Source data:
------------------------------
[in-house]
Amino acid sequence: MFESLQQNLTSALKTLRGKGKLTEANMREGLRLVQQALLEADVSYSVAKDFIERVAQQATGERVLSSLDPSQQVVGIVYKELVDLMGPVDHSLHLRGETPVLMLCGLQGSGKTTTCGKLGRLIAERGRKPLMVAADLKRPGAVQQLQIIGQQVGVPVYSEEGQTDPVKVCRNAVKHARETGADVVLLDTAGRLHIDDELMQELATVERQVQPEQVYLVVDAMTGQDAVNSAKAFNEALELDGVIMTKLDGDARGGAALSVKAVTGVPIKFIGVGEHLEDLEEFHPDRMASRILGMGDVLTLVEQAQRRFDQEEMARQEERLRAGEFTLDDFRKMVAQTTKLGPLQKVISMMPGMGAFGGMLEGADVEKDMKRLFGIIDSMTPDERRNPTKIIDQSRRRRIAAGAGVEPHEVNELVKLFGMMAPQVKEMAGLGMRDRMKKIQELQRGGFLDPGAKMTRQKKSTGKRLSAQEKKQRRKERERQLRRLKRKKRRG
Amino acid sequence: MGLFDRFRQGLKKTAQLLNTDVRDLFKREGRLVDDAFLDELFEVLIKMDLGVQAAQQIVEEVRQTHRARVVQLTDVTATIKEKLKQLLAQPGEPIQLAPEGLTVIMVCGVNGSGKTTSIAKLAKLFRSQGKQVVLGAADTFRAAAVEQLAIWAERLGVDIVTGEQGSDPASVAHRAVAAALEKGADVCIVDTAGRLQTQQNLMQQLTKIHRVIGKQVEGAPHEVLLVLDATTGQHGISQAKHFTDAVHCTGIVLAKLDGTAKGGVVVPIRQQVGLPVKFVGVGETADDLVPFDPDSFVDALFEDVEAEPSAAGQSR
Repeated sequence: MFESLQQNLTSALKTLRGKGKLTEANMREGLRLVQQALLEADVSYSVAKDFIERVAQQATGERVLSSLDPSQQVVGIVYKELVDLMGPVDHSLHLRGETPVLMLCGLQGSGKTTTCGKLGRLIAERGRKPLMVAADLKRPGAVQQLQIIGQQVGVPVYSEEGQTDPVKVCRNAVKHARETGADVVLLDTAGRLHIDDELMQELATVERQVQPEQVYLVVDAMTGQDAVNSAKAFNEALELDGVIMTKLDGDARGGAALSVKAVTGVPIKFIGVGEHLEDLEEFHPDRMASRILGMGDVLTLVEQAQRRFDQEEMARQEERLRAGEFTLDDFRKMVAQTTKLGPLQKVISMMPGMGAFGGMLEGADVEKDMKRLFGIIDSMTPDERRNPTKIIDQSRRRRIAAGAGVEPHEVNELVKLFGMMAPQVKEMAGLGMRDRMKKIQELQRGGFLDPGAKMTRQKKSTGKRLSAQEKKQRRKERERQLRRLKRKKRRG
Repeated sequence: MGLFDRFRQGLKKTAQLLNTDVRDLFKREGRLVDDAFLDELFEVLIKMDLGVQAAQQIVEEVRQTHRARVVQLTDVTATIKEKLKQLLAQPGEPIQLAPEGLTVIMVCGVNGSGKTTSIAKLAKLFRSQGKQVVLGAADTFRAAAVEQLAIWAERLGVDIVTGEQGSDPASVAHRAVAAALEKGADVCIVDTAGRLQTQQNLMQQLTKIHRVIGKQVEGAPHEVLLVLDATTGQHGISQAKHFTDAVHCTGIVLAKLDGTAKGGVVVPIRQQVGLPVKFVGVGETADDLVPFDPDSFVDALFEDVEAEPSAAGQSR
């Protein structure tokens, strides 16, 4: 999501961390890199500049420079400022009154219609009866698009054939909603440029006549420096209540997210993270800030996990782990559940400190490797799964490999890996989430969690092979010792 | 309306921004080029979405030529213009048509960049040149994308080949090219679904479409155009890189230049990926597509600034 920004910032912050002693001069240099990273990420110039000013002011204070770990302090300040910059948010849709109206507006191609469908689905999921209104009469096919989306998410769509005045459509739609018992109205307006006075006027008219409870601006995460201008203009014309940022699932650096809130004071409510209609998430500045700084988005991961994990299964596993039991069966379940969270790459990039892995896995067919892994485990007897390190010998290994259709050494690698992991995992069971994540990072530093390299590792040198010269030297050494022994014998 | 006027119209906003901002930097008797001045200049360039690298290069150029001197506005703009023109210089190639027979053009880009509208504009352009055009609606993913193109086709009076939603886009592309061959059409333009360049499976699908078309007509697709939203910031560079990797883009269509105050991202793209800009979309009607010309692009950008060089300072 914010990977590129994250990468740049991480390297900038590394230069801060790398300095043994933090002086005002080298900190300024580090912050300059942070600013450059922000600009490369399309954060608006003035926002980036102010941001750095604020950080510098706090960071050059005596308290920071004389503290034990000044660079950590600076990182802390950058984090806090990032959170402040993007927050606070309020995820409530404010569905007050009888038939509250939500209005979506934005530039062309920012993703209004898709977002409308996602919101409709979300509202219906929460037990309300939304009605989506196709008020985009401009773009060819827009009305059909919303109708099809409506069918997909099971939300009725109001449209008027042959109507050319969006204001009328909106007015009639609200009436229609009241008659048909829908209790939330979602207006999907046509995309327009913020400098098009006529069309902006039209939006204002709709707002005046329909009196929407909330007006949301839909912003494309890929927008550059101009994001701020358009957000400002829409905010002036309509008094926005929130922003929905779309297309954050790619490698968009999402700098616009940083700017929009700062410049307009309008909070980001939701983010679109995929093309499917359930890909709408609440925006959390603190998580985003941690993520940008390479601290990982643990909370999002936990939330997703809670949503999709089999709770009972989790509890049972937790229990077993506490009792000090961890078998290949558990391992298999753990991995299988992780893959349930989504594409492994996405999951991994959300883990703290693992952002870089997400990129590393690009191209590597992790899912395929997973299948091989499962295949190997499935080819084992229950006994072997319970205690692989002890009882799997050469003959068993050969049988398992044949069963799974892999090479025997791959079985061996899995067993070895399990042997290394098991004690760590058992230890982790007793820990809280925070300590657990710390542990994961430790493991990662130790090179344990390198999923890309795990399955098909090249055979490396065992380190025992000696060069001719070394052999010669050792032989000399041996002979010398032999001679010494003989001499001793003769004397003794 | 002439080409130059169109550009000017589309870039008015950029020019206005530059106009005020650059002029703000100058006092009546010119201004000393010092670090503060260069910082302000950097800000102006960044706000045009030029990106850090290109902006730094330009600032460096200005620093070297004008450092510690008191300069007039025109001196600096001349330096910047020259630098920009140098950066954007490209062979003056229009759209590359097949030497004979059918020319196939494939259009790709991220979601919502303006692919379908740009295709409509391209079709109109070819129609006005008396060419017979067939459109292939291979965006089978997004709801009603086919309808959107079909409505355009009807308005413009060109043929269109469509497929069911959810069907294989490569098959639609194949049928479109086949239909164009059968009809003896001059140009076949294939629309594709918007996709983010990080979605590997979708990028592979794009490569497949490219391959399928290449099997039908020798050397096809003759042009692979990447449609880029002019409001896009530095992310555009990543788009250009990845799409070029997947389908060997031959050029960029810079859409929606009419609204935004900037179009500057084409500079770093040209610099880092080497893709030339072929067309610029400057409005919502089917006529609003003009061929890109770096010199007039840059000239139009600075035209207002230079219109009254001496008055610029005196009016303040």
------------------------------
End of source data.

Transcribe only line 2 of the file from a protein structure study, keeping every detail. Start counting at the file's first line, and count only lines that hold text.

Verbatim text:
Amino acid sequence: MFESLQQNLTSALKTLRGKGKLTEANMREGLRLVQQALLEADVSYSVAKDFIERVAQQATGERVLSSLDPSQQVVGIVYKELVDLMGPVDHSLHLRGETPVLMLCGLQGSGKTTTCGKLGRLIAERGRKPLMVAADLKRPGAVQQLQIIGQQVGVPVYSEEGQTDPVKVCRNAVKHARETGADVVLLDTAGRLHIDDELMQELATVERQVQPEQVYLVVDAMTGQDAVNSAKAFNEALELDGVIMTKLDGDARGGAALSVKAVTGVPIKFIGVGEHLEDLEEFHPDRMASRILGMGDVLTLVEQAQRRFDQEEMARQEERLRAGEFTLDDFRKMVAQTTKLGPLQKVISMMPGMGAFGGMLEGADVEKDMKRLFGIIDSMTPDERRNPTKIIDQSRRRRIAAGAGVEPHEVNELVKLFGMMAPQVKEMAGLGMRDRMKKIQELQRGGFLDPGAKMTRQKKSTGKRLSAQEKKQRRKERERQLRRLKRKKRRG